In conjunction, SIG adopted low-energy wireless technology and implemented it the following year in Version 4 of the Core Specification.

Known as Bluetooth Smart (or BLE – Bluetooth Low Energy), it was intended to offer a similar range as Bluetooth Classic but with much reduced power consumption and somewhat lower application throughput speed. And all at a much lower cost.

Typical applications include sport and fitness devices, location beacons, security and home entertainment equipment and smart phones. Most major mobile phone operating systems support Bluetooth Smart.

Bluetooth Smart has been aimed specifically at the IoT – a proposed development in which new devices such as sensors and other common objects have network connectivity, allowing them to send and receive data. The IoT will depend on cloud-based applications to collect and process data from the sensors and other devices and send it to the end user.

Bluetooth Smart is not backwards compatible with Classic Bluetooth. However, support for both can co-exist in the one device, and such dual-mode devices have been marketed as Bluetooth Smart Ready.

Because Bluetooth Smart operates on the same ISM band as Classic Bluetooth, dual-mode devices can share an antenna.

One of the first products to implement Bluetooth Smart technology was the iPhone 4S (2011). Unlike Classic Bluetooth, Bluetooth Smart does not support voice capability, so dual-mode capability is a must for applications when power consumption is important (eg: devices such as mobile phones).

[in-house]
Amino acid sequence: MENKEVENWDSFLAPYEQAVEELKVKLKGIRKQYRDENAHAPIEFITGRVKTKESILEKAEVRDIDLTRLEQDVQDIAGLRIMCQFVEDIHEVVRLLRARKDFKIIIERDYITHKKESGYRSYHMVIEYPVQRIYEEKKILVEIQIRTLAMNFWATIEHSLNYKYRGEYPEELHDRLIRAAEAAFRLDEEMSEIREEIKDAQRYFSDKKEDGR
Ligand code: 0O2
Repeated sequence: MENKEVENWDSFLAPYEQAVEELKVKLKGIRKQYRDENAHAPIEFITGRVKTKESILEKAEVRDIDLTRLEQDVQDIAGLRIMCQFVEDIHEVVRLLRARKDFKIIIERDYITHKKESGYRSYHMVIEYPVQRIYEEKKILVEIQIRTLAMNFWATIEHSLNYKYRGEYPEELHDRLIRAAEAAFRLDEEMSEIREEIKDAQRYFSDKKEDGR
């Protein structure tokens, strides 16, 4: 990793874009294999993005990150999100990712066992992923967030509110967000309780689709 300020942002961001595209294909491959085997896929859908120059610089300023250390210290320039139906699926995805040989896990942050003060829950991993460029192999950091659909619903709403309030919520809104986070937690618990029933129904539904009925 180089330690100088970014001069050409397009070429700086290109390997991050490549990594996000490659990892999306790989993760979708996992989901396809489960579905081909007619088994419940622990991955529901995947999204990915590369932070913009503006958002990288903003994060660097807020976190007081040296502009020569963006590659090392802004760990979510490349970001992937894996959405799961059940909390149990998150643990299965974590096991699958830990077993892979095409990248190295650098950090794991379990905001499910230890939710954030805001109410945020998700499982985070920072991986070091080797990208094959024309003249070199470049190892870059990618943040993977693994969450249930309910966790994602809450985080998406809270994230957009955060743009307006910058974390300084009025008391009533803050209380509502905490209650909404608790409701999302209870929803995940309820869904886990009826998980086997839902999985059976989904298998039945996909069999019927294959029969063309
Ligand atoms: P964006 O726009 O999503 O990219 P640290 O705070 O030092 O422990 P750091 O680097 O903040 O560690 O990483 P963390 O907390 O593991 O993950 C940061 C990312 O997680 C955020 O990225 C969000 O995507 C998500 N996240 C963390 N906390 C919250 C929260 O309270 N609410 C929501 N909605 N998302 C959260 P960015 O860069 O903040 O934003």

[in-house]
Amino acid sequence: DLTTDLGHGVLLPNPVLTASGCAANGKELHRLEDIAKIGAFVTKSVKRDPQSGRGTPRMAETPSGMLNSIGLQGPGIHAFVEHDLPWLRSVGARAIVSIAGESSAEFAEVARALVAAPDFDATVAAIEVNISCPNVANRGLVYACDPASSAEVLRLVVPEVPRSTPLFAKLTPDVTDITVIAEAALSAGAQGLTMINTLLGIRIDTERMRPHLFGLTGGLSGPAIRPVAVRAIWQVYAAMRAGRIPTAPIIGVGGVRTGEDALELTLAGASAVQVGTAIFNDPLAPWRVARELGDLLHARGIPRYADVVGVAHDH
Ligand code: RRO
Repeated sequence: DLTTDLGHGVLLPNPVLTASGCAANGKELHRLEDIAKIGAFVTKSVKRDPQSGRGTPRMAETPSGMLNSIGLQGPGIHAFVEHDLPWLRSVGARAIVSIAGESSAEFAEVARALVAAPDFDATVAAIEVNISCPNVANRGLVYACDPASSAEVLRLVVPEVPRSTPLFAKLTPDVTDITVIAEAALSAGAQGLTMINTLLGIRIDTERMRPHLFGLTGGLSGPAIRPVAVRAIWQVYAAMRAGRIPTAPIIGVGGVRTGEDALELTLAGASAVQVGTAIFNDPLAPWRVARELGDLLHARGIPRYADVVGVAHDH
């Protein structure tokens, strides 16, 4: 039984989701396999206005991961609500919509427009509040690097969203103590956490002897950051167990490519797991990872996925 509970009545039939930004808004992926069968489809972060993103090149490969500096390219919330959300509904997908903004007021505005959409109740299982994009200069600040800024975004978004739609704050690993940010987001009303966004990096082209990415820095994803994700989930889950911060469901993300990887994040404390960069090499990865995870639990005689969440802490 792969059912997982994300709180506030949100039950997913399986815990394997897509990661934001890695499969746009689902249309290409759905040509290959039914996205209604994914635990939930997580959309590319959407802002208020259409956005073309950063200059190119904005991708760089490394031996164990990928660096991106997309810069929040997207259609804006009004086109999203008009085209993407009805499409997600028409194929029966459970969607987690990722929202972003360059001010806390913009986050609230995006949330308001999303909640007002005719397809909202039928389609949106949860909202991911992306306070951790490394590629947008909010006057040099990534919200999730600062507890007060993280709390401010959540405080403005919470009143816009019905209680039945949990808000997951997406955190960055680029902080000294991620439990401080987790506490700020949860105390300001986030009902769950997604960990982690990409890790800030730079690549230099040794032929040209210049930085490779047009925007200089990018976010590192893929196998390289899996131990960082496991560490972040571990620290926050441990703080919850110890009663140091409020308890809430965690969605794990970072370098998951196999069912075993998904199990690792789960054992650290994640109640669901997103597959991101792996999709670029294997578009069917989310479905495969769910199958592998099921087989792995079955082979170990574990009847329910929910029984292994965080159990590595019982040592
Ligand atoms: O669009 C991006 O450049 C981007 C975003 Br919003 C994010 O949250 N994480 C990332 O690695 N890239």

Finally, in June 2016, SIG announced the next release of the Core Specification Version 5, due later in the year or early in 2017. It promises to substantially increase range and speed, and vastly increase broadcasting messaging capability – a feature not well utilised to date.

 

Functionality and applications

Bluetooth Smart Ready low-power devices have their functionality defined in SIG Bluetooth profiles.

A profile is a specification for how a particular type of device should work in a particular application, and a device may contain more than one profile.

The profiles are intended to be Standards, and manufacturers of devices must comply to ensure that their devices will function correctly.

Groups of profiles are classified according to their application. For example, sets of profiles exist for health care, sport and fitness, proximity sensing, alerts and time, generic sensors, etc.

Bluetooth capability in one form or another is already in billions of electronic devices in everyday use. The new Bluetooth Core Specification Version 5 is aimed at meeting the future needs of devices designed for the IoT.

About George Georgevits

George Georgevits

George Georgevits, BE (Hons), manages his communications engineering consultancy Power and Digital Instruments, established in 1980. PDI specialises in lab and field testing and troubleshooting of cabling systems and components, as well as general electronics, communications and power engineering. Contact PDI on +61 2 9411 4442.